Wanting, Liking, and Loving

The other day, I was on a weekly call with three other people I am taking an online course with. Going through this experience together, I sense that we have become really good friends. I expressed to them my anxiety about everything that could go wrong with the apartment my husband and I are about to buy. In response, one of them shared her past experience with this process. Things did indeed not go the way she had hoped—and yet, in the end, she said it was the best thing that could have happened to her and her husband.

For me, the connection to the title of this post lies in how we take the experiences we go through. Depending on our attitudes and beliefs, we are given an opportunity in every moment of our lives, even the ones we initially feel are so very different from what we want, or wanted at an earlier point in time. Having worked in a psychology lab focused on emotion regulation, I learned many years ago about the difference between wanting and liking. I now believe that there is a third aspect of experience that we can bring towards everything that happens to us: loving.

Wanting describes the sensation of anticipation of liking in relation to something expected in the future. Whenever I want something, it is not quite in the present yet. For instance, I want to have—that is I have a strong preference for experiencing—a smooth and easy going time with the apartment purchasing process. To some extent this is true for a lot of things in my future. About many possible situations, I have a desire for ease, peace, harmony, comfort, etc. Reality, however, often looks quite a bit different. And for better or worse, I cannot choose what I like. Evolution has placed some pretty strong boundaries on my intuitive response to, say, hypothetically finding out that the apartment we chose and bought has, in fact, some deep flaws somewhere. It is difficult for me to imagine liking that experience as I am finding this out.

That is where the third aspect of attitude and meeting reality comes in. Loving things as they are, to me, provides a path forward that opens a door. This difference also plays a key role in interpersonal relationships. Liking another person is easy. They are present in your life and show up in a way that elicits positive affect. They probably contribute to your life or wellbeing, and so it is truly enjoyable having them around. Loving, on the other hand, can sometimes be more akin to hard work. As an intimate relationship matures, and all masks and pretenses are peeled away over time, people see each other fully. Some aspects might not be experienced as positive. What then?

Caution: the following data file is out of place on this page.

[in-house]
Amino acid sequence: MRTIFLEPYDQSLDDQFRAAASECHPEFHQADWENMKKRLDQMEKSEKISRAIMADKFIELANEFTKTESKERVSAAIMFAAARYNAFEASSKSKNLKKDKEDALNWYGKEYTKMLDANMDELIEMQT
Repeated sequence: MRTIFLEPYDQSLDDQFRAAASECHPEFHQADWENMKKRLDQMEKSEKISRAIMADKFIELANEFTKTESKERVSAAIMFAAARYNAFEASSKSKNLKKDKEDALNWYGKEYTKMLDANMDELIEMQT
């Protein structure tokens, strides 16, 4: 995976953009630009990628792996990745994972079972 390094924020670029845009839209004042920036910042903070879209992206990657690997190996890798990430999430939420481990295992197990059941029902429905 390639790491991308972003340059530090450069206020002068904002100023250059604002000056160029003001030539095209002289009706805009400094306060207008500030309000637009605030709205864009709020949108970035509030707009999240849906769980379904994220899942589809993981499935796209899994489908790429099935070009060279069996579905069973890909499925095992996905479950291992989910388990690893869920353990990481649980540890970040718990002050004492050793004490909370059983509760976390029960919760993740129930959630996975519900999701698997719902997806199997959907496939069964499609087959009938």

Love allows me to accept reality in its entirety, simply as it is—especially if it does not comply with my evolutionary derived or acquired tastes and preferences. I can then look into the future and experience thoughts and feelings saying something like this: it is still worth paying attention to and engaging with this situation or person. Something good will come into my life if I do. That makes loving an act of faith. It requires trust in that, so long as I do my part, things will turn out OK.

And the person hardest to love? For me, that is probably myself. It is true that there are moments in which others criticize me for things I have not yet noticed. Most of the time, however, I am faced with an inner voice seemingly belonging to someone who enjoys painting horror scenarios of all the ways I could go wrong—and reminding me of all the things I did do wrong. I certainly have sufficient evidence from the past that my behavior has at times been far from perfect. So, how could anyone love me if they knew all the things I have done, let alone thought?

The most mysterious and magical transformation can take place if and when I dare taking this leap of faith. Seeing myself as flawed while at the same time allowing for a deep love for the potential in me to exist can be an incredibly powerful source of motivation and energy. Loving what is, to me, does not suggest giving up on transforming reality. It does however mean to attempt this transformation in a loving way. And that means not getting stuck on the criticism or the flaws.

Another of my friends on the same call described how her son had recently told her of his desire to move out of their home. In listening to her expressing how this disclosure had hit her, I realized how much I enjoy the deep connections I have with other people in my life. And it drove home how much the thought of questioning myself with “am I loved?” or “am I lovable?” can be a source of pain. Having had such moments in the past, I can now say how important it has been for me to learn to look at myself with a loving attitude. Without it, life can turn into a series of painful moments, never quite feeling at ease and peace with who I am.

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